When this plant first caught my eye a few years ago I was so intrigued with its bold presence, strong structure and unique fragrance, I quickly set out identifying it. And once I realized what this beauty was I was overjoyed to have it growing in my earthspace. (This is often how I learn new plants these days...they come to me. It wasn't always this way. In my early days of plant identification I had it in my mind that I must be the intrepid wilderness hiker, traversing the landscape in search of the elusive medicinal wonders. And because I believed that, that is what happened. This is how I met poke, and skullcap, and mullein...only to realize that once I journeyed out across the vast woodland and fields to make these plants' acquaintances, I would then find them growing on the side of the road, in the vacant lot, through the cracks in the sidewalks. Ahhh, but that is the ultimate lesson in life. What we travel so far to seek is often right under our nose the whole time. But I am getting off the subject now. I wanted to introduce you to Shiso.....)
Shiso, otherwise known as perilla, otherwise known as Chinese basil, otherwise known as wild red basil, otherwise known as purple mint, otherwise known as rattlesnake weed, otherwise known as beefsteak plant (I don't like that name), otherwise known as summer coleus, a plant of many names, but little known or used in this part of the world. Shiso is an asian plant from the mint family that was brought to the United States in the 1800's by Asian immigrants and has since natralized. It is easily recognized as a mint by its square stem, opposite leaves and tiny mint-like flowers. The leaves are very fragrant, like many plants from the mint family and to me smell like a licorice basil of sorts. The stems and flowers are purple, and even the green leaves have a hint of purple, some being very purple underneath...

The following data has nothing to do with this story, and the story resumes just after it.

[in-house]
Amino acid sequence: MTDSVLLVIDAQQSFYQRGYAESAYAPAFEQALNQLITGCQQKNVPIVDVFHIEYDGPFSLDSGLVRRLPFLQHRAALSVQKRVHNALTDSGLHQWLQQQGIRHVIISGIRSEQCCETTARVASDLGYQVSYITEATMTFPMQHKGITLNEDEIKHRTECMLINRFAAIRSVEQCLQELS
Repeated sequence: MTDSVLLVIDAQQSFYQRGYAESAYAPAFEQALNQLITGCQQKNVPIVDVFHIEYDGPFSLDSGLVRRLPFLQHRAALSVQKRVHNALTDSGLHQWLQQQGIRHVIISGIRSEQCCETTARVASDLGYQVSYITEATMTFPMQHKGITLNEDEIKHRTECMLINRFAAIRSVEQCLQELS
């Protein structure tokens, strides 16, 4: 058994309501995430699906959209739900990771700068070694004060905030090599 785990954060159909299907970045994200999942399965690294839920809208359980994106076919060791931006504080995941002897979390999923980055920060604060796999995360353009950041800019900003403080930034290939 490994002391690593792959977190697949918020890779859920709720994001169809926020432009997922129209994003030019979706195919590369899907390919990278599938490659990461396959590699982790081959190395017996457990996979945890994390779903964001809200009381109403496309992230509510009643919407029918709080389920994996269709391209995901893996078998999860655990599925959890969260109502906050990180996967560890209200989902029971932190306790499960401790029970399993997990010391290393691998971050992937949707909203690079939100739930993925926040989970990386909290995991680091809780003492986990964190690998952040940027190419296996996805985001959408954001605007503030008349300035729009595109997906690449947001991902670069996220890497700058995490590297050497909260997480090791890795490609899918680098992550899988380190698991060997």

The plants in my garden are a good 4 to 5 feet tall right now and in full flower, with a very bushy and full structure. They could almost pass as small bushes. However, shiso is an annual and will die back at the end of the season, so harvesting now is priority for anyone who wants to make use of this lovely herb.
The leaves are edible and have been traditionally served with sushi. Because they are warming and stimulating to digestion, they balance the cold of the raw fish (as do ginger and wasabi). Shiso has a long history of use in Chinese Medicine, though it is little known in the west. The plant is an important lung and digestion herb, useful for treating many conditions. Its properties include antiasthmatic, antibacterial, antimicrobial, antiseptic, antispasmodic, antitussive, aromatic, carminative, diaphoretic, expectorant, pectoral, restorative, stomachic, and tonic. What all of that means, basically, is that this plant is warming, calming, and toning, and will help to ease digestive woes, get rid of offending critters, ease a cough, expel fluid from the lungs and break a fever. All good stuff. Who wouldn't want it growing in their gardens?
This morning I harvested fresh shiso leaves for my morning tea. Although it has a very mild flavor (sweet licorice basil, like I said), the warmth in my lungs and chest was very noticeable on this chilly fall morning. Shiso can be taken this way daily as a tonic for the lungs as we move into the colder months of the year. But I am also making medicine to have on hand for treating conditions as they arise. In addition to making an elixir and drying the herb for tea, I plan on combining shiso with other lung herbs like mullein and coltsfoot. I'm also wondering about a syrup. Hmmmm......
Every new plant offers new possibilities. The best ones are the ones that come to you. Just leaving a little wild space in your yard invites them in. And with the right attitude, one of wonder, inquisitiveness, and gratitude, we can attract the most lovely beings into our experience.
The weed that will not go away and that you continually notice in irritation, the plant that regularly trips you as you walk through the field. Such plants are often some of the most powerful medicines you will find. They stir something in your unconscious, breaking through your habituated not noticing, and intrude on you until you begin to take a real look at them. Stephen Harrod Buhner, Lost Language of Plants